Perhaps you’ve heard of the Christmas Truce of 1914. Five months into World War I, on Christmas Eve, many German and British troops began singing Christmas carols to each other across the lines. As Christmas Day’s first light began to shine, some German troops came out of their trenches unarmed, drew near the Allied lines across no-man’s land, and called out “Merry Christmas” in their enemies’ languages. The Allied soldiers hesitantly emerged as well and shook hands with the enemy soldiers. The men exchanged gifts of cigarettes and plum pudding and sang carols and songs together.

Wouldn’t it be amazing to see the hostility on the streets of Los Angeles, New York City and Ferguson demolished this Christmas? Aren’t all things possible with God?

Thursday, December 4, 2014

Scrooged and Un-scrooged

I feel like a Scrooge. So sue me if I don’t really want to listen to Christmas songs on the radio 24/7 from now until Christmas Day. Forgive me if my desire to watch another Christmas special on TV hasn’t yet peaked, and may not register much above “eh.” And banish me to the island of misfit toys if I don’t give to every charity and bell-ringing organization in the world asking for my money.

I’m not against Christmas. I think the whole “For unto you is born this day in the city of David a Savior, who is Christ the Lord” thing was a pretty good idea. I mean, that is the reason we have Christmas in the first place, isn’t it? If it weren’t for Jesus there would be no Christmas. I think we ought to celebrate what happened when Jesus came from heaven to earth every single day by rejoicing in His grace and living for His glory.

I am, however, against too much Christmas. Commercial Christmas, that is. And remakes of beloved Christmas carols such as “O Holy Night” that sound like something out of an 80’s long-haired rock band. And sappy Hallmark-ish Christmas-y movies. And Christmas pageants and productions that glorify Santa but snub the Savior.

If we really want to capture “The Christmas Spirit” we need to seek the Christ whose Spirit fills our hearts with peace and joy and hope and goodness and kindness and love for one another. We need to think about the reason Jesus came in the first place, which was to bring salvation to mankind, because otherwise we’d be sunk dead in our sins with no hope of ever finding peace with God.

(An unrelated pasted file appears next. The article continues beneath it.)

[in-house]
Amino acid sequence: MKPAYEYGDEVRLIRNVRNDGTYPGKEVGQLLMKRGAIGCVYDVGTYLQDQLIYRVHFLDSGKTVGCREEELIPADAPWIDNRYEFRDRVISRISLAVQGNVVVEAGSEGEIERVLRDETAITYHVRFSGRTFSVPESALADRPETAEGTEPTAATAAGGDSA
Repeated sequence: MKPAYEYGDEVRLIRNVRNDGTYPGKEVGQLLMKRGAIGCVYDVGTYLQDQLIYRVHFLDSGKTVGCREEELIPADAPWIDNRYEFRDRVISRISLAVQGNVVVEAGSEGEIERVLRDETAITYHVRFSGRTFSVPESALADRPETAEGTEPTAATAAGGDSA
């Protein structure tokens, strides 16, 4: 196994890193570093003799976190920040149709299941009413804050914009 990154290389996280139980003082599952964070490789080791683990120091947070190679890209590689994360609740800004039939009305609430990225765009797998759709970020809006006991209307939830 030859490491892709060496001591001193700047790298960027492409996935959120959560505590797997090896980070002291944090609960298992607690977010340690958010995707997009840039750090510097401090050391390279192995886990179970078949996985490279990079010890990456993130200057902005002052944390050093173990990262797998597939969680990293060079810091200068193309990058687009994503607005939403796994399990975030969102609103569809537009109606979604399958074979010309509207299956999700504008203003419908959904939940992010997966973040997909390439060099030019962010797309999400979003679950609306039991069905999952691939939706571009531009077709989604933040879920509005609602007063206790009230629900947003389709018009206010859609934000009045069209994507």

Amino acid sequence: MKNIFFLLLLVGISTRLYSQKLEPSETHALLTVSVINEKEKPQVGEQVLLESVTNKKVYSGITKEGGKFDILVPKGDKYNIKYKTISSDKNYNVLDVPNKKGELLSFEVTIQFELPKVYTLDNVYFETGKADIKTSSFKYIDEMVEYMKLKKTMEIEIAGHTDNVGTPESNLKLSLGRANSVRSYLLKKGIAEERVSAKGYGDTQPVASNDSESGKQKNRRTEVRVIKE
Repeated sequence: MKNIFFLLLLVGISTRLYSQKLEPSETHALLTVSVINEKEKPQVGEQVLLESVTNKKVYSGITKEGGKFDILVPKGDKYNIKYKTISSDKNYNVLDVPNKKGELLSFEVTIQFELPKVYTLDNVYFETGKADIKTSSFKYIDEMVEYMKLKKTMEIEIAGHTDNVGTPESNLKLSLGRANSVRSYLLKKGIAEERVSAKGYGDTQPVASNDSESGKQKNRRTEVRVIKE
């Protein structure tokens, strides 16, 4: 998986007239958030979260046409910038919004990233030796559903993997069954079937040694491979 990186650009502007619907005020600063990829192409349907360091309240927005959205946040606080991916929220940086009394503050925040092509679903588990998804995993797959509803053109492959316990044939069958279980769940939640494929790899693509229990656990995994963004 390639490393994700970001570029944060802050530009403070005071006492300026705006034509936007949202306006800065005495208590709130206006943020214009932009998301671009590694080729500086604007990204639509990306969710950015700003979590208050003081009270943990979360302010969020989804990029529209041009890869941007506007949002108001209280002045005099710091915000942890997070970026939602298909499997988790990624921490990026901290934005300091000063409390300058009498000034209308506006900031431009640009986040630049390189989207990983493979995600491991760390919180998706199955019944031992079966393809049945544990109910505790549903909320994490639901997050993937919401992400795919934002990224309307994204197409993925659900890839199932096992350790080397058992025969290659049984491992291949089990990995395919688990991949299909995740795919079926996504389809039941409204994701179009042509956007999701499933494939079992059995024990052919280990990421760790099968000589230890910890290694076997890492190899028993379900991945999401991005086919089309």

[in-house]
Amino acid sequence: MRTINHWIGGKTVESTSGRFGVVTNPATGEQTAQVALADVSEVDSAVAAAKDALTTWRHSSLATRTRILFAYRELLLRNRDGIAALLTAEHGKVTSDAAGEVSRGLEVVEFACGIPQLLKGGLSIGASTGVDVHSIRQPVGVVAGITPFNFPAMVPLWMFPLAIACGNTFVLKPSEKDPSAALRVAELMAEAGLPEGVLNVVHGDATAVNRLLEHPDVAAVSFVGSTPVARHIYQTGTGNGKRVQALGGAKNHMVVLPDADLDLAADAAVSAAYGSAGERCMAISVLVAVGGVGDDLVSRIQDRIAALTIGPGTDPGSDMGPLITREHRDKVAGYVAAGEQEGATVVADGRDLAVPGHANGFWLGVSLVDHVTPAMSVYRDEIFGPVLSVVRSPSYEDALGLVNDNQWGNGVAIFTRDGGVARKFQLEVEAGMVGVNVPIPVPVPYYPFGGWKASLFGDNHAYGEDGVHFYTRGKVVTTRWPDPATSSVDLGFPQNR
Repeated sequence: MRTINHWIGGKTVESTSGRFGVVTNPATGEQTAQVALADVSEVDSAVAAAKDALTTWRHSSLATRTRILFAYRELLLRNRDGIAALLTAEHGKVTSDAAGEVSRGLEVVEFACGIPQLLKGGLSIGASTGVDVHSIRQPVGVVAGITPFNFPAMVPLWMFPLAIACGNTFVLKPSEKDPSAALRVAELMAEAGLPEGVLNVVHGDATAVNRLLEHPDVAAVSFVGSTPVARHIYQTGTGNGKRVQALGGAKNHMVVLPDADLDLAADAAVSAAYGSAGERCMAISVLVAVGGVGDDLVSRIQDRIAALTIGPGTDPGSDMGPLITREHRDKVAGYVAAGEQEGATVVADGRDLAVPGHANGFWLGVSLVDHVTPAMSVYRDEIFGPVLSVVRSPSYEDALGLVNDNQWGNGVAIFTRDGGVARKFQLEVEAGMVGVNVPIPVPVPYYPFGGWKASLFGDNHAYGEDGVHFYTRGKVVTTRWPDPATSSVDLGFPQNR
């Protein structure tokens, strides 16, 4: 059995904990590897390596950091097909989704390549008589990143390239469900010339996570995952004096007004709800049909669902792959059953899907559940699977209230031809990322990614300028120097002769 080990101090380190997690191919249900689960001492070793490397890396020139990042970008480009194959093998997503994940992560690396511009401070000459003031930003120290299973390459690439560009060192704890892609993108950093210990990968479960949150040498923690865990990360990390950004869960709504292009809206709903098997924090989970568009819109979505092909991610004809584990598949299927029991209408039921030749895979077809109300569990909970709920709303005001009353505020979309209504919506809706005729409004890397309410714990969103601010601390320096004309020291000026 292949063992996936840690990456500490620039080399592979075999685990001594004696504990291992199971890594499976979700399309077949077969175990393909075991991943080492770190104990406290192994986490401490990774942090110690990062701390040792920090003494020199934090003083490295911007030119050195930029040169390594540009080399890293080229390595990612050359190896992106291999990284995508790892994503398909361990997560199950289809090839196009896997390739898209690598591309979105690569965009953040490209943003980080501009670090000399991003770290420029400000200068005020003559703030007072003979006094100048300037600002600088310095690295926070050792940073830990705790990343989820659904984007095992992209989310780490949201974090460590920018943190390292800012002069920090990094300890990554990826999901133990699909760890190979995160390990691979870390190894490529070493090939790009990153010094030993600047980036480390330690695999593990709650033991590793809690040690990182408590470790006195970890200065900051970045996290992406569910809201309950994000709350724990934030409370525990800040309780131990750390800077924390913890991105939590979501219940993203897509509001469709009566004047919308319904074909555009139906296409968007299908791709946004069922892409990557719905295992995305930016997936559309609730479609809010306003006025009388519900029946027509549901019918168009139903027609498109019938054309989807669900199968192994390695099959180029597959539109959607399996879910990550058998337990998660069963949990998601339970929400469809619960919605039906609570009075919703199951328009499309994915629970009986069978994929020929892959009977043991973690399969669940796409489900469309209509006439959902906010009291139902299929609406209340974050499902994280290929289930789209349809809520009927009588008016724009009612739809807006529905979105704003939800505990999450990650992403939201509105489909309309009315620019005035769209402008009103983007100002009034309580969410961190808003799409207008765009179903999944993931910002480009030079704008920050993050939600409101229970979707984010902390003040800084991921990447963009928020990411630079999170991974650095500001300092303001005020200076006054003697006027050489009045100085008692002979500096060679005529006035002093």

But Jesus offered His sinless life for us on the cross that we might be forgiven and made righteous in Him. This is the depth of God’s love for you, dear friend, that even while we were still sinners, Christ died for us. And not only did He come to save us from death and hell, but also to give abundant and everlasting life to whosoever believeth in Him. I think I remember reading that in a Book somewhere. Maybe you have, too.

Truly it is an amazing story. May I suggest that spending some quiet time reading through the first few chapters of Matthew and Luke in the Bible and allowing the story to captivate your heart might just lead you to the most joyous Christmas you’ve ever experienced?

Invest a few moments imaging yourself in the role of Mary or Joseph. What emotions must have engulfed Mary’s spirit when the angel came announcing such a mysterious, miraculous message? Why was she the one chosen by God to carry the King of kings in her womb and give birth to the Author of Life? How can this be, she wondered? No wonder she burst forth in song, “My soul magnifies the Lord, and my spirit rejoices in God my Savior” (Luke 1:46-47).

And how did Joseph even begin to process what happened in his dreams? Could the long-awaited Messiah really be coming? Are the sacred prophecies truly beginning to unfold before my very eyes? Is my sweet Mary really to be the mother of my Savior? Which would make me His earthly father…? How shall I raise the Son of God?

The lights and the decorations and the trees and the sounds of the season are great (as are the gifts!), don’t get me wrong. And, yes, I even give some extra money to the Salvation Army. But in the midst of all the tinsel and garland let’s not forget the incredible story of our Savior who came from heaven to earth, to a little village called Bethlehem, then on to the hill called Calvary, then who rose up from the grave, appeared among men and ascended back into heaven where He is now seated at the right hand of His Father in glory, and will one day soon come again to receive those whose trust is in Him for salvation.

That’s a Christmas worth celebrating! Okay, I’m un-scrooged now.